I became intrigued with the idea of finding out what a wagoner would do in the Civil War and what the wagons physical shape and size would be like. The idea that my great-grandfather would be a wagoner was truly amazing to me! He was my size 125 lbs. 5 ft. 4 inches tall. George was young and strong back at the time of the Civil War being about 18 years old. I think we can see he was a determined person.
In a letter dated July 20, 1999 from Guy LaFrance of the Eastern National in Manassas, Virginia (Battlefield of the Civil War – Bull Run), I received this bit of information:
“What I can tell you, based on my own personal knowledge, is that the role of a wagoner was to transport the supplies needed by the army. He was responsible for driving the wagon and maintaining it, feeding and caring for the mule team that pulled it, ensuring that it was loaded properly, and seeing that its cargo reached its destination safely. The cargo could be anything that an army of that time required; food, medicines, weapons, ammunition, clothing, shelter tents, tools, the soldier’s knacksacks, officer’s luggage, and anything else the Quartermaster Corps, the branch of the U.S. Army that was responsible for obtaining and distributing supplies felt was needed. It was, and still is an essential job, one that is too often overlooked when studying military history.”
The picture of the wagon was taken at a museum in northern Minnesota probably the Itasca Historical Society but I do not remember exactly where. I was amused by the shiny floor and this huge wagon that towered over me. I think it is probably a Conestoga style. Next time I am near one of these wagons I will stand next to it so it is documented my size versus a wagon of this type.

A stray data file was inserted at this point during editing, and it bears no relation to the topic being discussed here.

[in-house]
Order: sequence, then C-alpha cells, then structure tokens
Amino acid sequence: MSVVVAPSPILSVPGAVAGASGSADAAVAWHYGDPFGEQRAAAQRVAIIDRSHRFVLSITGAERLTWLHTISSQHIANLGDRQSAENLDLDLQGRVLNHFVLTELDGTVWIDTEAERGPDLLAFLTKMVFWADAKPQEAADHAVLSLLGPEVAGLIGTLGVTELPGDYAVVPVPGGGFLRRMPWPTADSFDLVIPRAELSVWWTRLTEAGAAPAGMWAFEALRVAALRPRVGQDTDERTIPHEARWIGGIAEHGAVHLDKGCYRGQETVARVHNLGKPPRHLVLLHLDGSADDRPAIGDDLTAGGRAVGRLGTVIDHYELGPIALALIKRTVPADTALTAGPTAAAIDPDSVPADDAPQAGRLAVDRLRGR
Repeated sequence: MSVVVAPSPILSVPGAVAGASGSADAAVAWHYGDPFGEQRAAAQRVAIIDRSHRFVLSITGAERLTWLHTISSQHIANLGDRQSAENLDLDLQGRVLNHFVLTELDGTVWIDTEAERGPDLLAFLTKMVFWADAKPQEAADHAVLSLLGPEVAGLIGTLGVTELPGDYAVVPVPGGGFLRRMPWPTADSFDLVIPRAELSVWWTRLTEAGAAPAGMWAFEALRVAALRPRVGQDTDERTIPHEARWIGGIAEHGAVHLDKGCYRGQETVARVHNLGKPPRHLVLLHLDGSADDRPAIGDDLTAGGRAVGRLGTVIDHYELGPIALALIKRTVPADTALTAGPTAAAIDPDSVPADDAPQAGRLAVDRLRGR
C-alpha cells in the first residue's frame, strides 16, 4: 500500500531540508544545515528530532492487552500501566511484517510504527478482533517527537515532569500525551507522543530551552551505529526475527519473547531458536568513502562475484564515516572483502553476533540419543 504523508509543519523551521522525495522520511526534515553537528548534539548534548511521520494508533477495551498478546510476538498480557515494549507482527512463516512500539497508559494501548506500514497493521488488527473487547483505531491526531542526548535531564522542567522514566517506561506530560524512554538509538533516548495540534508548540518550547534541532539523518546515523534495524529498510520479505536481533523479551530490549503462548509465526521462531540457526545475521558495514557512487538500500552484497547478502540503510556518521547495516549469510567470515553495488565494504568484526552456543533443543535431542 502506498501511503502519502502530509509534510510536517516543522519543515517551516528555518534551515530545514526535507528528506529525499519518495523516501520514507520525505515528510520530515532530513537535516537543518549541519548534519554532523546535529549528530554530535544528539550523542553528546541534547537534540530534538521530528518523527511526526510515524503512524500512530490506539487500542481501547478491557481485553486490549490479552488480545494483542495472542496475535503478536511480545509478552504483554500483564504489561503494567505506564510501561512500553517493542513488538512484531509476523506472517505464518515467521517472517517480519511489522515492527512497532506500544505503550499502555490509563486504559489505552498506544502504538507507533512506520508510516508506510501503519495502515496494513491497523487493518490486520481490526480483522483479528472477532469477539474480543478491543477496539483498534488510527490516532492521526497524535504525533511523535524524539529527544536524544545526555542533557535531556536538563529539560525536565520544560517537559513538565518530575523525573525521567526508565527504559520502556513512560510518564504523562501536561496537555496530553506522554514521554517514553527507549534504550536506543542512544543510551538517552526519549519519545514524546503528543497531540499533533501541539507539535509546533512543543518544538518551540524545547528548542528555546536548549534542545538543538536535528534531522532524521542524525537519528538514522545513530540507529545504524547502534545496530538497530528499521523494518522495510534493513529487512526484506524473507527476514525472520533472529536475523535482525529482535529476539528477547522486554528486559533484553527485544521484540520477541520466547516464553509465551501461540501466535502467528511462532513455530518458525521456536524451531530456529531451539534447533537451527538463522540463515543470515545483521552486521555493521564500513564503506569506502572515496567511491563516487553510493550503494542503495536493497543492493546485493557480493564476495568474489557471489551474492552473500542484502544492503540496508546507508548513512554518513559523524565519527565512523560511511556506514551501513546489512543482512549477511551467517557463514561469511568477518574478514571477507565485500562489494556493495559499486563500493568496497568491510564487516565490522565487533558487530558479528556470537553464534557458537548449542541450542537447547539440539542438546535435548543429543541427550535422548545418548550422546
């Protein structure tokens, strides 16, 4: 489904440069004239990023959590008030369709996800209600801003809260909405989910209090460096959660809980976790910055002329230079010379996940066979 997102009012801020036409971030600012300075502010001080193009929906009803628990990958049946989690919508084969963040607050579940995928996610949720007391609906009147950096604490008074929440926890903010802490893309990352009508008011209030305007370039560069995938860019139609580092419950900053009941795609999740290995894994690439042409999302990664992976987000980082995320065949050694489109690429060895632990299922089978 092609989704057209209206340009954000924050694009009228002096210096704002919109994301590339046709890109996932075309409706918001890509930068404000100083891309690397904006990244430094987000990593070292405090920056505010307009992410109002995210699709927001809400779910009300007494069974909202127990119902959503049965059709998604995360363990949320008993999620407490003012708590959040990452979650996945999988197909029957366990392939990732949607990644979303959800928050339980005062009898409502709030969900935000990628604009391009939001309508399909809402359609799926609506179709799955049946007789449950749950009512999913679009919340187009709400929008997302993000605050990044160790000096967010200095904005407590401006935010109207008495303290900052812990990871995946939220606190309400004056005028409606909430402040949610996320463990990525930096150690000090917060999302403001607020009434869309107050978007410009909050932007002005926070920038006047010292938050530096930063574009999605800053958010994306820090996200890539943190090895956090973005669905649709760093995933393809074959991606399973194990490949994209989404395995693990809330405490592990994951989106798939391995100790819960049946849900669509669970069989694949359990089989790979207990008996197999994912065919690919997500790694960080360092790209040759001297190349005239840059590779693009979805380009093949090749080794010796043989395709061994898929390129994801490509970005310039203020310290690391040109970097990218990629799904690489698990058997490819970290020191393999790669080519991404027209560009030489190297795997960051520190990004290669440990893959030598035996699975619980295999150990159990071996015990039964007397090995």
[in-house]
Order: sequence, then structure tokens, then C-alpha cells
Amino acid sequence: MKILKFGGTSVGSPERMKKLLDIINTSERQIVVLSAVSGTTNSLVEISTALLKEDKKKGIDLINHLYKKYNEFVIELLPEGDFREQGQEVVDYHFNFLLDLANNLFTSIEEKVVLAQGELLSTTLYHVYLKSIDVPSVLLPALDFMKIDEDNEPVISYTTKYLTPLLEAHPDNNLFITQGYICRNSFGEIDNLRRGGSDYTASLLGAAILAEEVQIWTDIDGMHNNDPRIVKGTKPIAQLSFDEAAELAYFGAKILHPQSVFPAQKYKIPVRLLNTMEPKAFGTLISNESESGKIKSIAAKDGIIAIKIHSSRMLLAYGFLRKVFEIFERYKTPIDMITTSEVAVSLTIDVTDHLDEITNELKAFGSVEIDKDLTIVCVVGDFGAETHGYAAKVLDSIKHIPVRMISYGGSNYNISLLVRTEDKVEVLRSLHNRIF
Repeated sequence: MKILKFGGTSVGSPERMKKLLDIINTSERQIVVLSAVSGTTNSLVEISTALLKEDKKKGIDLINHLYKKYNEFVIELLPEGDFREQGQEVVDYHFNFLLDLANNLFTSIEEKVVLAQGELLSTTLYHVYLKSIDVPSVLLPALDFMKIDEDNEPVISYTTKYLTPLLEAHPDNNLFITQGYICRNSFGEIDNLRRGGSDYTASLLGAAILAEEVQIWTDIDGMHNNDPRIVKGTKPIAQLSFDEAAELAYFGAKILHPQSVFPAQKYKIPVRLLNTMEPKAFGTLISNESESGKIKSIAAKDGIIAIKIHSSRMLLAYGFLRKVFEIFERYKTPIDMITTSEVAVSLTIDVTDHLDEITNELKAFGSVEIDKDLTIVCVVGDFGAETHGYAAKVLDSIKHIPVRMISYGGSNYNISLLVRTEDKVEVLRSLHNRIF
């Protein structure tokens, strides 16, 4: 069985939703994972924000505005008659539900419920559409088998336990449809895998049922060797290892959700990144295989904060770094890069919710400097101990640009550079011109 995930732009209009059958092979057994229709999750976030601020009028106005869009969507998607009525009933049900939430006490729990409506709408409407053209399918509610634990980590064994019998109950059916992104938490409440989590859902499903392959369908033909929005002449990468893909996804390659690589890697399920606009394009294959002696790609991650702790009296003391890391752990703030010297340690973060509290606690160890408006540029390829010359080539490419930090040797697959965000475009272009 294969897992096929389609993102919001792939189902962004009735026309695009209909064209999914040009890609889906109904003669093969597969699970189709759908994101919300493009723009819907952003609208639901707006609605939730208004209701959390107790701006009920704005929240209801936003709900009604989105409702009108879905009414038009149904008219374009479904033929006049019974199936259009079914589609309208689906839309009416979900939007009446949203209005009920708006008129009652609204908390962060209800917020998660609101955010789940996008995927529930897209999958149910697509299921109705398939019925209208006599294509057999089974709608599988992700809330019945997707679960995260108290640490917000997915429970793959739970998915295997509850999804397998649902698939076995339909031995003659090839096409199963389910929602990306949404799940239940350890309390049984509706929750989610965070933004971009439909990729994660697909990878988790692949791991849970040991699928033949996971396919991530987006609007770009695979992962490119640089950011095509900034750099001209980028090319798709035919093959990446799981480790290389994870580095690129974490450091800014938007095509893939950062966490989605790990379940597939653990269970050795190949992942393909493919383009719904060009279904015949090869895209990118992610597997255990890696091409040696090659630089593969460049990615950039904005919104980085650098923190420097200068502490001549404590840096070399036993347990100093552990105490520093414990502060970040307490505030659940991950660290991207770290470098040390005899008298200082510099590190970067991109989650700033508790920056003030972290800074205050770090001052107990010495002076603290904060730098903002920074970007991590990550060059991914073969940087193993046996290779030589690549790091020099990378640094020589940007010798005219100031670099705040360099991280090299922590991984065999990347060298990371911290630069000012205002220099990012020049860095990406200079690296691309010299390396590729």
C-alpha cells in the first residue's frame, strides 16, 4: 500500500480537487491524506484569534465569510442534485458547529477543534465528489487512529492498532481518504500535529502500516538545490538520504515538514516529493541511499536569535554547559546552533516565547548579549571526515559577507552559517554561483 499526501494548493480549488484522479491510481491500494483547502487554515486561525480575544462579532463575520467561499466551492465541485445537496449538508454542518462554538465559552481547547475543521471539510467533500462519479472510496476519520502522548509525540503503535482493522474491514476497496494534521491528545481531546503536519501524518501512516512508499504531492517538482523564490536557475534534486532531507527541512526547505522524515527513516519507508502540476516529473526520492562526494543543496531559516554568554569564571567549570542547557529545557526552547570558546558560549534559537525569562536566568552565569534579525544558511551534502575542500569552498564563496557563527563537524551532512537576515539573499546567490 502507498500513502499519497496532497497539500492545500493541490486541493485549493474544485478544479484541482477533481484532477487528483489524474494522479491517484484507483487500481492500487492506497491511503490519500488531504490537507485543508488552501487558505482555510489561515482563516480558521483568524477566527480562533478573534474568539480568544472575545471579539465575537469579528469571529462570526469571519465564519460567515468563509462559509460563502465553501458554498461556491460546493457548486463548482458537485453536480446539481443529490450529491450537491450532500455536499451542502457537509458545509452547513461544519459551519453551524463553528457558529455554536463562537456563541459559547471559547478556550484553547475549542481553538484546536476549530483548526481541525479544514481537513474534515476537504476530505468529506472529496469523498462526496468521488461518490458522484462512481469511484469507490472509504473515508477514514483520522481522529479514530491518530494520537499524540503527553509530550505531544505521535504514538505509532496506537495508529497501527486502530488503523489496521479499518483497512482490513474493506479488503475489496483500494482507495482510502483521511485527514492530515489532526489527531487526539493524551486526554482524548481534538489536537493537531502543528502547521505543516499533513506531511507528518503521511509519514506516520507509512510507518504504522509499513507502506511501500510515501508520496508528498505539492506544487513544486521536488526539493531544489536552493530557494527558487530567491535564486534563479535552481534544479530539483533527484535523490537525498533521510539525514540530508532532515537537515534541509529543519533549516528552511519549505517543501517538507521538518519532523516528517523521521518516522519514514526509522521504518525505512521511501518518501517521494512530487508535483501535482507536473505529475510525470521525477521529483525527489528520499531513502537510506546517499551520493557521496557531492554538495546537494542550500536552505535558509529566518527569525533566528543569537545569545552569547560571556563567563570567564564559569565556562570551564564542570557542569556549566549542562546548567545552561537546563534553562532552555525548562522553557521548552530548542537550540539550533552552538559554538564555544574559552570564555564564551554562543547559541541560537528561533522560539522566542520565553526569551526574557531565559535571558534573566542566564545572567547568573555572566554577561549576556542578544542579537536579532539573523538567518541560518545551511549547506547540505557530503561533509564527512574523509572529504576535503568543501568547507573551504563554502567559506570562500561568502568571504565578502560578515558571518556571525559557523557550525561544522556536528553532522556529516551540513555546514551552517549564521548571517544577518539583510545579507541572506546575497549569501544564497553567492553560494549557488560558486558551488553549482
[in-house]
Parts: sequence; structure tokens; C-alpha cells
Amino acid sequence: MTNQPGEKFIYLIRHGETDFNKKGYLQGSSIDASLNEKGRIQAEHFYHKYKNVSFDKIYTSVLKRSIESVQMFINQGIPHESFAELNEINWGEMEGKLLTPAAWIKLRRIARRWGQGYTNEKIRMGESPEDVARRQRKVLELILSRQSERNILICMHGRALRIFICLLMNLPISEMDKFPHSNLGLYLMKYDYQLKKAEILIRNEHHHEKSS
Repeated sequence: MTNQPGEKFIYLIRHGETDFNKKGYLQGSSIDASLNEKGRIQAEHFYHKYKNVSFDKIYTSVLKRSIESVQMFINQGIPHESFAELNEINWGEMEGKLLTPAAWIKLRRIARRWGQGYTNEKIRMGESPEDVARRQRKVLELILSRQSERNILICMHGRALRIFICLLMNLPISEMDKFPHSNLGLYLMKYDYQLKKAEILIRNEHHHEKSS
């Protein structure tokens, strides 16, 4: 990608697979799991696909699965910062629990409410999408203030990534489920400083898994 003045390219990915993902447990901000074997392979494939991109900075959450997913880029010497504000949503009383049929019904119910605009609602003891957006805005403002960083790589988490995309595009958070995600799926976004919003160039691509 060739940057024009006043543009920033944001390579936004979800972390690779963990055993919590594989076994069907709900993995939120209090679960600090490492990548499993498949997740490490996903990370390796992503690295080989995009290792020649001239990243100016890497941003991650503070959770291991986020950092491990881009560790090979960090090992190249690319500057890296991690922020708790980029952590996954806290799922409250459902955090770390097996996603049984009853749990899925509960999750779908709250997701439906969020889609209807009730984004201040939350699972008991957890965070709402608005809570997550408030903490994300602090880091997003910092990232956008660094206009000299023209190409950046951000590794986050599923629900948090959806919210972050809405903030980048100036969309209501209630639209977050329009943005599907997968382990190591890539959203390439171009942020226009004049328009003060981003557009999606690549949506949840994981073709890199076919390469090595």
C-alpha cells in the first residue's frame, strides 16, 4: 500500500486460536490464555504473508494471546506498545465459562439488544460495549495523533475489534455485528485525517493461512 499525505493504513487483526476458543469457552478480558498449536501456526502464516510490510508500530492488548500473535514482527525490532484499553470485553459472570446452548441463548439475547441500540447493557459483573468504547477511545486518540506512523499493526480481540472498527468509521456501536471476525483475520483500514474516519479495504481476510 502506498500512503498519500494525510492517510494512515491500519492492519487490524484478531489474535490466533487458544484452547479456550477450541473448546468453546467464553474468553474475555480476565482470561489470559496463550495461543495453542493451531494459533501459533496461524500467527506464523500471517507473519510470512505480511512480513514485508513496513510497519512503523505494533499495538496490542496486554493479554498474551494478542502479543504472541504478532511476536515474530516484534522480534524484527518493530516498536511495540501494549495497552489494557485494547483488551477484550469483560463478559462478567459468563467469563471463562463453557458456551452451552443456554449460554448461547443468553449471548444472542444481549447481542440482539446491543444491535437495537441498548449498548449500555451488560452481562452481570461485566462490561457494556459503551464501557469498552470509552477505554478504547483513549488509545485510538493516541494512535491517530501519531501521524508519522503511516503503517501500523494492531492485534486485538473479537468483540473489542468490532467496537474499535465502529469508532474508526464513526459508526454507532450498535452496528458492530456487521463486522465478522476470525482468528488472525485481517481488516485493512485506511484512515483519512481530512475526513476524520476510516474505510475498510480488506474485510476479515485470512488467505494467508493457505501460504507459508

Here is an article about the Quartermaster Department in the Civil War.
The Quartermaster Corps during the Civil War was managed by Montgomery Meigs who reorganized and it made it work. Several years ago I was poking around on the internet about the Quartermaster Department of the Civil War and there was nothing but now things are changing. Wikipedia has a great biography of this man and his contributions: http://en.wikipedia.org/wiki/Montgomery_C._Meigs
Tip: go to Google Images and type in “Civil War Wagons” and you get a lot of photos of the different kinds of wagons used: ambulance, supplies, guns and more. Copyright will not allow me to post pictures here unless I ask permission.
General Sherman writes in his memoirs:
“An ordinary army-wagon drawn by six mules may be counted on to carry three thousand pounds net, equal to the food of a full regiment for one day.” The Memoirs of General W. T. Sherman, Vol. II., Part 4; by William T. Sherman
George Barclay writes in his own words:
This is taken from George’s Civil War Pension record and written in his own hand. Civil War Pension records are mostly about the service of the soldier and their medical condition in order to secure their pension. Here George is pleading his case. He wrote this about 1891. Ouch!
Here is an interesting article on mules at the blog: Civil War by LearnCivilWarHistory.com, http://www.nellaware.com/blog/civil-war-mules.html It tells about their uses and care. Apparently they didn’t use mules around the guns for they would not be willing participants. Mules worked best for hauling. I saw a donkey at the Latte Plantation in North Carolina but he was small and shaggy so learning a little about mules versus horses has been very educational for me, I am a city kid.